• Has little understanding or appreciation of the importance of contestability and a mindset that simply cannot, or refuses to, comprehend the meaning of “independent advice”.
  • Has difficulty attracting and retaining people with the required level of skill and experience to support acquisition activities, particularly engineering, which over the past 15 years or more has atrophied most notably with the hollowing out of technical skills in Navy.
  • And has yet to engage actively with industry as a collaborative partner in capability development and acquisition and to achieve the status of intelligent customer.

Chapter two of the report catalogues 11 defence projects gone wrong, from the Super Seasprite helicopters to lightweight torpedo replacement to the Collins class submarine reliability and sustainability project. Common problems included cost blowouts, schedule slippage and reduced defence capability. Finding the “facts speak for themselves” the committee listed the root causes of the recurring problems, including:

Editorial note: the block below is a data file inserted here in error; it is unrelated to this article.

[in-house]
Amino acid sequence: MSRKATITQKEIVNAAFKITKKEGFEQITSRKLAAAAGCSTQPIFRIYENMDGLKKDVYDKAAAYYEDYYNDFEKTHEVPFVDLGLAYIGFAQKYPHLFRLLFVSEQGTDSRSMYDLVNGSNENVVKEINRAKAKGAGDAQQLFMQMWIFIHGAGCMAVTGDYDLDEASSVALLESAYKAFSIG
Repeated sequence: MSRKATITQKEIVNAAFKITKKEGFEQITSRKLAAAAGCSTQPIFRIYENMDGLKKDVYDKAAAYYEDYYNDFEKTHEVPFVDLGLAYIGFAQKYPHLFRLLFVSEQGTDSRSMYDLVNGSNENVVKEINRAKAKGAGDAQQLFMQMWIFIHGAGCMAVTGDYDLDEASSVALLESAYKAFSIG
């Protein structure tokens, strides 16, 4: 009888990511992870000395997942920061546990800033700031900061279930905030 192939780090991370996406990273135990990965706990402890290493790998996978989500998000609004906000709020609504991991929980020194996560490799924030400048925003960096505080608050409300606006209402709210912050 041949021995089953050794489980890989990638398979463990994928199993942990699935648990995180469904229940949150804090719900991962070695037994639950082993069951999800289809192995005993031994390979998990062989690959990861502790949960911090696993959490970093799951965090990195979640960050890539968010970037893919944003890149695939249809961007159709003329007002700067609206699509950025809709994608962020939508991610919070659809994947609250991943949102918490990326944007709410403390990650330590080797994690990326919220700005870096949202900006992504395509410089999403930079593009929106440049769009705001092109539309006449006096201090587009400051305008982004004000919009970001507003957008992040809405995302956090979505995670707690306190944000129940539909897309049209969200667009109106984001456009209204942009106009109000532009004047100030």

• Risk not managed properly or inadequately described during the capability definition and planning phase — in general poor risk analysis in the early stages of a capability development, which in some cases carried through into the acquisition and delivery phase.
  • Risk identified by domain or subject matter experts but downplayed, misinterpreted, or ignored by more senior non-experts — important to ensure that risk remains visible all the way to senior decision-makers and remains so until the senior decision-maker is satisfied that is it being actively and appropriately managed.
  • Failure to appreciate the challenge of being a customer of a first-of-type program.

And on it went. Bishop, who left Parliament in mid-2014 and did not stand for re-election, told Crikey yesterday he had never seen a government move so quickly to respond to such a significant inquiry. “The procurement establishment moved on it as quick as buggery,” he said. The most contentious recommendations for structural reform were soon rejected. The result? “No change,” said Bishop.